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African descent is associated with slower CD4 cell count decline in treatment-naive patients of the Swiss HIV Cohort Study


Müller, V; von Wyl, V; Yerly, S; Böni, J; Klimkait, T; Bürgisser, P; Ledergerber, B; Günthard, H F; Bonhoeffer, S (2009). African descent is associated with slower CD4 cell count decline in treatment-naive patients of the Swiss HIV Cohort Study. AIDS, 23(10):1269-1276.

Abstract

OBJECTIVE: We investigated the effect of descent (African versus European) on the progression of untreated HIV infections in a prospective cohort study of HIV-1-infected individuals. METHODS: We estimated the linear rate of decline of the CD4 cell count and the setpoint viral load in patients with sufficient data points. The effect of descent was assessed by microltivariate regression models including descent, sex, viral subtype, the earliest date of confirmed infection, age, and the baseline CD4 cell count; the rate of CD4 cell count decline was also analyzed with mixed-effect models and with matched comparisons between patients of African and European descent based on the baseline CD4 cell count. RESULTS: We found that the decline slope of the CD4 cell count was significantly less steep (+26.6 cells/microl per year; 95% confidence interval, 12.3-41.0; P < 0.001) in patients of African descent (n = 123) compared with patients of European descent (n = 463), and this effect was independent of differences in the infecting viral subtypes. Matched comparisons confirmed the effect of African descent (P < 0.001). Remarkably, the rate of CD4 cell count decline depended strongly on the viral setpoint in patients of European descent (-46.3 cells/microl per year/log10 RNA copies/ml; 95% confidence interval, -55.8 to -36.7; P < 0.001) but not in patients of African descent. CONCLUSION: Slower disease progression in patients of African descent might be related to host factors allowing better tolerance of high virus levels in patients of African descent compared with patients of European descent.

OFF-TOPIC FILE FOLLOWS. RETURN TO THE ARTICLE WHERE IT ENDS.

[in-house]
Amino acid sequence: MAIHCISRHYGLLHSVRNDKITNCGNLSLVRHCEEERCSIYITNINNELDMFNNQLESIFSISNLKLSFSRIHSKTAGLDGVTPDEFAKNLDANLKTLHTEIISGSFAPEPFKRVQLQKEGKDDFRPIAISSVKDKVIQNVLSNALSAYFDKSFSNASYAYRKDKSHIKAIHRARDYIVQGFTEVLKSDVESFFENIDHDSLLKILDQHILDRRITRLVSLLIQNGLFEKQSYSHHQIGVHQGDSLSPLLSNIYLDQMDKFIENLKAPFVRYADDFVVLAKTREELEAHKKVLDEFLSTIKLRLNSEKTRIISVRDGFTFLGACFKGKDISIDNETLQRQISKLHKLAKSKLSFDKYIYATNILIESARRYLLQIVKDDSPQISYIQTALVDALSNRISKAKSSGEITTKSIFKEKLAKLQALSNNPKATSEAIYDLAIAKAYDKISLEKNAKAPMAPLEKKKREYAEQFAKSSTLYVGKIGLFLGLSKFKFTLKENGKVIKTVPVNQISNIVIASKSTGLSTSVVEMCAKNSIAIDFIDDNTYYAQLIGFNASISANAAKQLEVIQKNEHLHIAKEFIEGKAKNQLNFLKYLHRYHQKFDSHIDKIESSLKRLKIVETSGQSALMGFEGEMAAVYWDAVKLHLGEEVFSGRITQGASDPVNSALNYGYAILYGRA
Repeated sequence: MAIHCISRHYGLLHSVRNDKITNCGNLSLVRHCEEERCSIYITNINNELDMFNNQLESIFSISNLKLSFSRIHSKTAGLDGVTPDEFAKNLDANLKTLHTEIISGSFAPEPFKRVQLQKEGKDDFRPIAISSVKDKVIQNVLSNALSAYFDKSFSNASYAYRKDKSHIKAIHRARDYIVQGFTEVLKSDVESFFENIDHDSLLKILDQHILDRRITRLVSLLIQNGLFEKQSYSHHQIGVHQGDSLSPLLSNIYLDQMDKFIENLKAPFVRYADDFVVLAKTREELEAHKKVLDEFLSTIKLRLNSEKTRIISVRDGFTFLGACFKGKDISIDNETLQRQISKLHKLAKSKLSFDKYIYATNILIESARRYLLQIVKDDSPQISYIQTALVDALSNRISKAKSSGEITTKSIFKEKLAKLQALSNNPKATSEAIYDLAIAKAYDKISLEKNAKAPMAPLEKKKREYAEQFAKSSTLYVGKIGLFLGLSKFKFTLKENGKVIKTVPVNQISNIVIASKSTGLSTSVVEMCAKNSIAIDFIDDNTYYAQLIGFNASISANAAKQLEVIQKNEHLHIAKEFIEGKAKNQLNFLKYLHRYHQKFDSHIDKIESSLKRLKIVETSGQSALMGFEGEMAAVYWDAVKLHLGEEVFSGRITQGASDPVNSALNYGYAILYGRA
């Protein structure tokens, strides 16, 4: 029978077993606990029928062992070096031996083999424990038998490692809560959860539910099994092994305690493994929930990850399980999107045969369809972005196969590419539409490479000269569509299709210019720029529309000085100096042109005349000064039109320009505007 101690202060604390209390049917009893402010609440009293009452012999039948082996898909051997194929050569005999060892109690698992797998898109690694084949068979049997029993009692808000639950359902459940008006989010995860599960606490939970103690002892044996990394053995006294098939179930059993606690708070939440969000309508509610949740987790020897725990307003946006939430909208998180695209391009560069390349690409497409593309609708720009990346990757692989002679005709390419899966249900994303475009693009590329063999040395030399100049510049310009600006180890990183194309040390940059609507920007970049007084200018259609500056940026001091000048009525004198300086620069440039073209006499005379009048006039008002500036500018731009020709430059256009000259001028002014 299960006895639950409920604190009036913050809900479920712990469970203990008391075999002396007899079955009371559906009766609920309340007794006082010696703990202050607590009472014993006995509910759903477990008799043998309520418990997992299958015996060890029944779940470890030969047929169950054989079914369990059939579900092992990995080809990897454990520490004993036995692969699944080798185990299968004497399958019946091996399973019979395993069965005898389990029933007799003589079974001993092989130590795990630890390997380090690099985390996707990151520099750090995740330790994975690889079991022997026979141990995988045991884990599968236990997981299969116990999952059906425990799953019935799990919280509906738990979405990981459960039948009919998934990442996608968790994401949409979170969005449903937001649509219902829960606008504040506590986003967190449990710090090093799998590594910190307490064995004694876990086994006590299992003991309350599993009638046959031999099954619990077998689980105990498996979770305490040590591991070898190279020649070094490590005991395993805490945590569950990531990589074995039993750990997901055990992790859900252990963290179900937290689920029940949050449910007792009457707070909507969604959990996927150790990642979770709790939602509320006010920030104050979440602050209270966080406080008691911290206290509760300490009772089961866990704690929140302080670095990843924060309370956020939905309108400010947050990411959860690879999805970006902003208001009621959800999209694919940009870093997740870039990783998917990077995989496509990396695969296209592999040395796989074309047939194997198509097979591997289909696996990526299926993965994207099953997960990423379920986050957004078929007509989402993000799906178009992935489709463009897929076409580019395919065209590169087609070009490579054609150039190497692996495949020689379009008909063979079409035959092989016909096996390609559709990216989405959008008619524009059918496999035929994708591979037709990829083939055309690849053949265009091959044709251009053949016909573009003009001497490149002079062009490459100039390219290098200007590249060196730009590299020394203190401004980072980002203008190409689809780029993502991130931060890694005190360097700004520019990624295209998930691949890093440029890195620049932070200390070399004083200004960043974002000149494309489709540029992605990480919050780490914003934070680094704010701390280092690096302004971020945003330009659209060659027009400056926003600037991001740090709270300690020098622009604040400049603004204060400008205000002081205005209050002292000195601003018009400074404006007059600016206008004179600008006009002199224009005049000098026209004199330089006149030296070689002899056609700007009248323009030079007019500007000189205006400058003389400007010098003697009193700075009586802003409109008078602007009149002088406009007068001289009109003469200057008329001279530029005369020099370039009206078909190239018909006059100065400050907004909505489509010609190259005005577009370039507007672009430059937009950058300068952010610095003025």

OBJECTIVE: We investigated the effect of descent (African versus European) on the progression of untreated HIV infections in a prospective cohort study of HIV-1-infected individuals. METHODS: We estimated the linear rate of decline of the CD4 cell count and the setpoint viral load in patients with sufficient data points. The effect of descent was assessed by microltivariate regression models including descent, sex, viral subtype, the earliest date of confirmed infection, age, and the baseline CD4 cell count; the rate of CD4 cell count decline was also analyzed with mixed-effect models and with matched comparisons between patients of African and European descent based on the baseline CD4 cell count. RESULTS: We found that the decline slope of the CD4 cell count was significantly less steep (+26.6 cells/microl per year; 95% confidence interval, 12.3-41.0; P < 0.001) in patients of African descent (n = 123) compared with patients of European descent (n = 463), and this effect was independent of differences in the infecting viral subtypes. Matched comparisons confirmed the effect of African descent (P < 0.001). Remarkably, the rate of CD4 cell count decline depended strongly on the viral setpoint in patients of European descent (-46.3 cells/microl per year/log10 RNA copies/ml; 95% confidence interval, -55.8 to -36.7; P < 0.001) but not in patients of African descent. CONCLUSION: Slower disease progression in patients of African descent might be related to host factors allowing better tolerance of high virus levels in patients of African descent compared with patients of European descent.

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21 citations in Web of Science®
21 citations in Scopus®
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Additional indexing

Item Type:Journal Article, refereed, original work
Communities & Collections:04 Faculty of Medicine > Institute of Medical Virology
04 Faculty of Medicine > University Hospital Zurich > Clinic for Infectious Diseases
Dewey Decimal Classification:570 Life sciences; biology
610 Medicine & health
Language:English
Date:2009
Deposited On:20 Jan 2010 07:30
Last Modified:05 Apr 2016 13:45
Publisher:Lippincott Wiliams & Wilkins
ISSN:0269-9370
Publisher DOI:https://doi.org/10.1097/QAD.0b013e32832d4096
PubMed ID:19461503

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